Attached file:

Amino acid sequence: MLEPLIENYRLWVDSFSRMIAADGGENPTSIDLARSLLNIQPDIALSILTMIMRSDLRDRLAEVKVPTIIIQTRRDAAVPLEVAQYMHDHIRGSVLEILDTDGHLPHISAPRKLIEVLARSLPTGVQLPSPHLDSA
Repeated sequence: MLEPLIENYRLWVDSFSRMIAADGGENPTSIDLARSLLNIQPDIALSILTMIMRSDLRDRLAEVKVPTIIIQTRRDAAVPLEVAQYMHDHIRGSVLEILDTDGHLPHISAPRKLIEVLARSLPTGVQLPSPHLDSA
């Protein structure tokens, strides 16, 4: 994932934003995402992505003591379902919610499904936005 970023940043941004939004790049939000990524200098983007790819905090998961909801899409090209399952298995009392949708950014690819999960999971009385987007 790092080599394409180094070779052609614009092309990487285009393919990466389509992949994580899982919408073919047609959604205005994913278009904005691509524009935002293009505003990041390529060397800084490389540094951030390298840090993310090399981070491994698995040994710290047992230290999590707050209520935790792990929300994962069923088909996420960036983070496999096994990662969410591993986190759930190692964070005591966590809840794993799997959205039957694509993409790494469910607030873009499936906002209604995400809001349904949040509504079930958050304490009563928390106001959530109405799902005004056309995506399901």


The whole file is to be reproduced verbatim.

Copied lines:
Amino acid sequence: MLEPLIENYRLWVDSFSRMIAADGGENPTSIDLARSLLNIQPDIALSILTMIMRSDLRDRLAEVKVPTIIIQTRRDAAVPLEVAQYMHDHIRGSVLEILDTDGHLPHISAPRKLIEVLARSLPTGVQLPSPHLDSA
Repeated sequence: MLEPLIENYRLWVDSFSRMIAADGGENPTSIDLARSLLNIQPDIALSILTMIMRSDLRDRLAEVKVPTIIIQTRRDAAVPLEVAQYMHDHIRGSVLEILDTDGHLPHISAPRKLIEVLARSLPTGVQLPSPHLDSA
């Protein structure tokens, strides 16, 4: 994932934003995402992505003591379902919610499904936005 970023940043941004939004790049939000990524200098983007790819905090998961909801899409090209399952298995009392949708950014690819999960999971009385987007 790092080599394409180094070779052609614009092309990487285009393919990466389509992949994580899982919408073919047609959604205005994913278009904005691509524009935002293009505003990041390529060397800084490389540094951030390298840090993310090399981070491994698995040994710290047992230290999590707050209520935790792990929300994962069923088909996420960036983070496999096994990662969410591993986190759930190692964070005591966590809840794993799997959205039957694509993409790494469910607030873009499936906002209604995400809001349904949040509504079930958050304490009563928390106001959530109405799902005004056309995506399901």